How did Rome and Constantinople come to accept seals?

Mar 2015
922
Europe
In 5th century Roman Empire, nobles were normally able to read - and write personally. While bulk writing was left to secretaries, the Romans used to and were expected to authenticate documents by personal signature. Justinian´s code states as much.
When barbarians came to Roman Empire, they, like Theodorich the Ostrogoth, were embarrassed to be not able to write. But the Frankish rulers promptly learned to write. Merovingian kings still could and used to personally write signatures into the time of King Dagobert in mid-7th century.

In 8th century, Carolingians like Pippin, Carloman and Charlemagne were unable to write signatures - and started to rely on seals rather tan signatures.

The city of Rome, even in Dark Ages of 8th century AD, was huge compared to Paris or even Pavia or Milan. Popes of Rome used to have lay officials like palatine judges.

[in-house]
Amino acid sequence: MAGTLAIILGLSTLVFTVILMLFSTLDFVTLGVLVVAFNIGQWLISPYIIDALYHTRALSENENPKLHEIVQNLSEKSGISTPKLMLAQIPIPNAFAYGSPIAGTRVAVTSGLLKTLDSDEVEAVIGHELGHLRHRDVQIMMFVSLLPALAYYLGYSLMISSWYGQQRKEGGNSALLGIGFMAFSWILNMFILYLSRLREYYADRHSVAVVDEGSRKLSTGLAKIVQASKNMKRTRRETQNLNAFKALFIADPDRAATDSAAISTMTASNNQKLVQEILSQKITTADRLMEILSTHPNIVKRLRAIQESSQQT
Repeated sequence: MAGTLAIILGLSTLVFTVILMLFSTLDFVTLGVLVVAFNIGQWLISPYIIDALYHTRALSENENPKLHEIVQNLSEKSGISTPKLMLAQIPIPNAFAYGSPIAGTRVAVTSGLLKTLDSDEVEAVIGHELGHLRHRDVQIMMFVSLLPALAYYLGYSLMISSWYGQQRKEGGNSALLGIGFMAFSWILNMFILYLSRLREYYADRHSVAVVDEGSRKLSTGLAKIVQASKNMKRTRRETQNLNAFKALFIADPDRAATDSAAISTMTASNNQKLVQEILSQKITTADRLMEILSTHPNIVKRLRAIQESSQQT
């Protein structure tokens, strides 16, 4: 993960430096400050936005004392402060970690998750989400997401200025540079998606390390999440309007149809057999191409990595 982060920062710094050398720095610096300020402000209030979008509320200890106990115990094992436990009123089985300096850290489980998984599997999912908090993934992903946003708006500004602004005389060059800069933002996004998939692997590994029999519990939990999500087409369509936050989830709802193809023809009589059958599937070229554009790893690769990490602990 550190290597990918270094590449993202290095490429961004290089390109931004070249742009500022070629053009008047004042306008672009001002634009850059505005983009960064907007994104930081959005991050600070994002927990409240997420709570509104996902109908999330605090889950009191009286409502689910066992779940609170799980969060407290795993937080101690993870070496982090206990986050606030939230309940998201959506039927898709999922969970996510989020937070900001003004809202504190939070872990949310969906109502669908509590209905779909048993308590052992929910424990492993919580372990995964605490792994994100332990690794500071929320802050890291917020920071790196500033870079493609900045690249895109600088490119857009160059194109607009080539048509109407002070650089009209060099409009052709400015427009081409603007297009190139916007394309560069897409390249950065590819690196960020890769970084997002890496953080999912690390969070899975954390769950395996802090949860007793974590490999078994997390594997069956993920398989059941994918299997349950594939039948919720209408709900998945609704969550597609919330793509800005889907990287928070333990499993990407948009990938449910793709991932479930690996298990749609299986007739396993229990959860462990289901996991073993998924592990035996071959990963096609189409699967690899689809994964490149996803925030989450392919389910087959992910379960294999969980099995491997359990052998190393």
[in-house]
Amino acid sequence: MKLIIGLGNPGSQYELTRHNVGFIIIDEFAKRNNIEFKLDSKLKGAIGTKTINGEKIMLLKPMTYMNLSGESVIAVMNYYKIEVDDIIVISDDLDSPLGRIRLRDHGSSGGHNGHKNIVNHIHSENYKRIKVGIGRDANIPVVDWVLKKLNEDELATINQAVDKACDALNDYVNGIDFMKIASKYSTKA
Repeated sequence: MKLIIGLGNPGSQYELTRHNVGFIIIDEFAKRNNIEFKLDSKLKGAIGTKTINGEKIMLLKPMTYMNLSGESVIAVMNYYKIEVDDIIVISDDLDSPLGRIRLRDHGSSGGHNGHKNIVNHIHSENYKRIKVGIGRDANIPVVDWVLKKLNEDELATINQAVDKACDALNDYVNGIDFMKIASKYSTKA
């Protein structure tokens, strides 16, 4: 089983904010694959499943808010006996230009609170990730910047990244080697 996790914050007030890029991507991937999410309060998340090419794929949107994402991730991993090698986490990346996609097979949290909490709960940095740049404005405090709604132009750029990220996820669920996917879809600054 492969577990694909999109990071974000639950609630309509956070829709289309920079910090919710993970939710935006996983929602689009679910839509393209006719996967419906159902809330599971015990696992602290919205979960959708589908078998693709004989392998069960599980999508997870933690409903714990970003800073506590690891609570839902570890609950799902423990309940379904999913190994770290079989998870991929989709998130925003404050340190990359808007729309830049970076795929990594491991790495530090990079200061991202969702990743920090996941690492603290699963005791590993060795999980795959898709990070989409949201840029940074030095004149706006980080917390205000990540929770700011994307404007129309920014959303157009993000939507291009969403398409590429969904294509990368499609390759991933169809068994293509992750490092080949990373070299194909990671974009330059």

Could 7th to 9th century popes of Rome write signatures in person? How did they authenticate bulls - with just signature but no seal, or both signature and seal, or seal and no signature?

How about the Roman Empire? Dark Ages Constantinople was much smaller than Justinian´s, but it was much bigger than Dark Ages Rome. Could the Emperors personally write signatures? Or how about high officials of general/military specialization - did the job qualifications for Exarch of Ravenna include ability to personally write a signature?
 

Kirialax

Ad Honorem
Dec 2009
4,959
Blachernai
In 8th century, Carolingians like Pippin, Carloman and Charlemagne were unable to write signatures - and started to rely on seals rather tan signatures.
I'm not sure that the apparent inability to write a signature is necessarily why seals were employed. A signature can lend a document authority and authenticity, but a seal physically closes a document and provides a measure of security. And while some of the Carolingian leaders may not have been personally literate, they had literate people to do that for them. As McKitterick demonstrated, literacy existed at a range of levels in Carolingian society and was important for government.